Chef Shermond Esteen Jr. isn’t your typical chef. Sure, he’s cranking out batches of fresh bread pudding and some of New Orleans’ best gumbo, but the owner of Nonno’s Cajun Cuisine and Pastries has overcome a lot to own one of the most beloved restaurants in the city. 

After serving 20 years of a 33-year sentence for possession of five ounces of marijuana, Esteen came home more determined than ever. His participation in a culinary arts program while incarcerated and his love of cooking with his mother as a child led him to the restaurant industry. 

Nonno’s is located on Bayou Road, a mecca for Black businesses in New Orleans, which means more to Esteen than just an address. “Mrs. McKenna [Beverly McKenna, proprietor of Bayou Road] took a chance on me, and I want to repay that,” Esteen told DETOUR.

Chef Esteen actively mentors young adults and hires previously incarcerated individuals as a way to give back to the community that has done the same for him.

Exterior of Nonno’s Cajun Cuisine and Pastries.
Exterior of Nonno’s Cajun Cuisine and Pastries. (Photo Credit : Martie Bowser)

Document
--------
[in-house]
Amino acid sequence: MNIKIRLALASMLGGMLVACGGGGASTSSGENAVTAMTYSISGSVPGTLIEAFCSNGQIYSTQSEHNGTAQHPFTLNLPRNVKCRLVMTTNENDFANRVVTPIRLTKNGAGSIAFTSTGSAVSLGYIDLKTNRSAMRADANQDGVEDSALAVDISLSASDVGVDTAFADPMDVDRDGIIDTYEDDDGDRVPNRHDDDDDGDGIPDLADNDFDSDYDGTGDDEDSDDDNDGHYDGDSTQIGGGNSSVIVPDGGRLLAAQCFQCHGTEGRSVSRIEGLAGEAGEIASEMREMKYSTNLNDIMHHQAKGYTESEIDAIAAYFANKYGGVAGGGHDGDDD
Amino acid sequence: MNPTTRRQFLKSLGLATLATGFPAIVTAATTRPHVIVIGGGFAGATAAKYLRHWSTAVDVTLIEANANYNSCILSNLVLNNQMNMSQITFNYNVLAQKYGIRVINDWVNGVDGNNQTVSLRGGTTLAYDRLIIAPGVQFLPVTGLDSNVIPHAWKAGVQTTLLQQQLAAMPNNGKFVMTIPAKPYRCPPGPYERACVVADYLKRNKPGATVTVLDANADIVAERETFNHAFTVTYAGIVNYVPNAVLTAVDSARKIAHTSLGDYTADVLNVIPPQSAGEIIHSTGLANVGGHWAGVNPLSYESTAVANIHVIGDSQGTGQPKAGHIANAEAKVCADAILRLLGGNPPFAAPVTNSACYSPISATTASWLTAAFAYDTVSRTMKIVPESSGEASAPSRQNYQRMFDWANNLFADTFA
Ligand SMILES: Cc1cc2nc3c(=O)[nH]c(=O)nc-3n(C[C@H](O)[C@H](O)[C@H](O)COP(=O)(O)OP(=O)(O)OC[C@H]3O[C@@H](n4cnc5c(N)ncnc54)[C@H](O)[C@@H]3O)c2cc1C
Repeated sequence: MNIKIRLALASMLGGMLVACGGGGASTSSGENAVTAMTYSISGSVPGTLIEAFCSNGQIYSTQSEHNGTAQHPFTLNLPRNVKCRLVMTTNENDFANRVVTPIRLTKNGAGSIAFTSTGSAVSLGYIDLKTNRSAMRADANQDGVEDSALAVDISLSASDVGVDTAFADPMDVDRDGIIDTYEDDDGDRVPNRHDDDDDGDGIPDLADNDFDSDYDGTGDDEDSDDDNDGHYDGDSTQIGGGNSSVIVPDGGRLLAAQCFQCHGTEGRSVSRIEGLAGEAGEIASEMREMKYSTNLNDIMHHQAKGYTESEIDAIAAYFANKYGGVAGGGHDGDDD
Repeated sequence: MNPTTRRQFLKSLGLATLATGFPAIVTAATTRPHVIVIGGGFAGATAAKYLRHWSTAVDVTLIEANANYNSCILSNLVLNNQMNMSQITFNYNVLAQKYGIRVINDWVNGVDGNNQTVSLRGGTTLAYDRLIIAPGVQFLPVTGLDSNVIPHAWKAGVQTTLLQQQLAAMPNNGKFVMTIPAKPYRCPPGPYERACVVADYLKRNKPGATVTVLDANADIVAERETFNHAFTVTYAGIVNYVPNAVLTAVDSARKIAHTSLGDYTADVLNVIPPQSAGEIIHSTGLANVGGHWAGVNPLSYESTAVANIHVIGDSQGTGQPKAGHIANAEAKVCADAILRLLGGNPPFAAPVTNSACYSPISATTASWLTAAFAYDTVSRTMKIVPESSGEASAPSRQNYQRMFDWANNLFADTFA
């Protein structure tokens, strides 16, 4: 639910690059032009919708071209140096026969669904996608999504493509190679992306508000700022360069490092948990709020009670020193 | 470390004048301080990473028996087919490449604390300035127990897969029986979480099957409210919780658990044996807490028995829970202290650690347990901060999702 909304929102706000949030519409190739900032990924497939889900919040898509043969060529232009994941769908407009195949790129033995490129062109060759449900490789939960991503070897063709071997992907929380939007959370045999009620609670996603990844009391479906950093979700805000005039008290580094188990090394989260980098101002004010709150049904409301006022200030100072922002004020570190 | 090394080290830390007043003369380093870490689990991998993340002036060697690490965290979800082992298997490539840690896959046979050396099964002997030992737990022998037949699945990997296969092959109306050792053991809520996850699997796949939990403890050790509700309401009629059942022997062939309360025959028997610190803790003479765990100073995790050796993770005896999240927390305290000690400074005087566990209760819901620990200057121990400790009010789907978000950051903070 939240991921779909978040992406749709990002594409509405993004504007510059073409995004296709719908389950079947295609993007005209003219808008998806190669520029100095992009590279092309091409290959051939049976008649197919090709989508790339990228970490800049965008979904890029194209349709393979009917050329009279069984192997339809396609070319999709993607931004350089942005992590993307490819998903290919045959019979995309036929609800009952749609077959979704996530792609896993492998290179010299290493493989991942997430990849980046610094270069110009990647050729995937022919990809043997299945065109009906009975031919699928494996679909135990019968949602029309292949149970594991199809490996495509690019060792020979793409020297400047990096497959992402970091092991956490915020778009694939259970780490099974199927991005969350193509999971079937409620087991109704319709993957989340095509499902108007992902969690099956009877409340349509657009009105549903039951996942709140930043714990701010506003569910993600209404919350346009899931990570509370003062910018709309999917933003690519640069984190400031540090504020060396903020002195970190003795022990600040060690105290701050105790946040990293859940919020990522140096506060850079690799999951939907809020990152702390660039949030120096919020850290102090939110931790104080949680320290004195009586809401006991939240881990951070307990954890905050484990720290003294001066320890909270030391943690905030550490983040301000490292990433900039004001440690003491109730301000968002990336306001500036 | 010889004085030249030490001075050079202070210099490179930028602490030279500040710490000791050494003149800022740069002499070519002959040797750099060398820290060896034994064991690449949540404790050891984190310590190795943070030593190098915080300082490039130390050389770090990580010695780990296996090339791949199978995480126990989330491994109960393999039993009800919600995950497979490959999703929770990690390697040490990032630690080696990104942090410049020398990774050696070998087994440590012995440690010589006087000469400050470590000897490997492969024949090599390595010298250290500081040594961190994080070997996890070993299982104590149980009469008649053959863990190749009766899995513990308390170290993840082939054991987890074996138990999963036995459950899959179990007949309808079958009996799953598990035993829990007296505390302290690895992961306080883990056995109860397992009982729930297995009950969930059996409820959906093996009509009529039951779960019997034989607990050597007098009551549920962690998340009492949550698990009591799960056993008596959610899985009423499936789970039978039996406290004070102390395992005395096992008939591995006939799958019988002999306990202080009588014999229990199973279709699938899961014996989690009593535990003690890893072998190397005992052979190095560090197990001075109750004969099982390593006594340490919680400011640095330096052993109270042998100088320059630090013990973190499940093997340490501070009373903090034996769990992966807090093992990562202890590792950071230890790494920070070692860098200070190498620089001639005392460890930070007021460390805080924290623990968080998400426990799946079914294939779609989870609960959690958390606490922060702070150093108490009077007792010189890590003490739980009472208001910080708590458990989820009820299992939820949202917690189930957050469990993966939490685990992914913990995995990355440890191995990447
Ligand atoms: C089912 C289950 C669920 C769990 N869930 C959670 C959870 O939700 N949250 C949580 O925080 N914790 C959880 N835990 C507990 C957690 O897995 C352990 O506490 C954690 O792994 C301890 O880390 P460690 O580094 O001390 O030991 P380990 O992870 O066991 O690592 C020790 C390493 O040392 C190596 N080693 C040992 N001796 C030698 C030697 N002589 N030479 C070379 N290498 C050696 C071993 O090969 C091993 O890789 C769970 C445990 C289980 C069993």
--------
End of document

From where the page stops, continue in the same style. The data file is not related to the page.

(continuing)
Lil’ Dizzy’s Cafe

Lil’ Dizzy’s Cafe is located in the historic Tremé neighborhood. The restaurant, which sits at the corner of Esplanade Avenue and North Robertson Street, is just one in the long culinary legacy of the Baquet family, which has been feeding New Orleans for over 70 years. Lil Dizzy’s has been open since 2005 but, like many restaurants, closed during the pandemic. To ensure the restaurant remained family-owned, Wanye Baquet, Jr. and wife, Arkesha, purchased it from Lil’ Dizzy’s founder, Wayne Baquet, Sr. Arkesha, who had previously worked at other Baquet restaurants, didn’t want to see this location leave the family. 

“We couldn’t imagine driving by and seeing this belonging to someone else. This restaurant represents our family. Our legacy is here,” she said.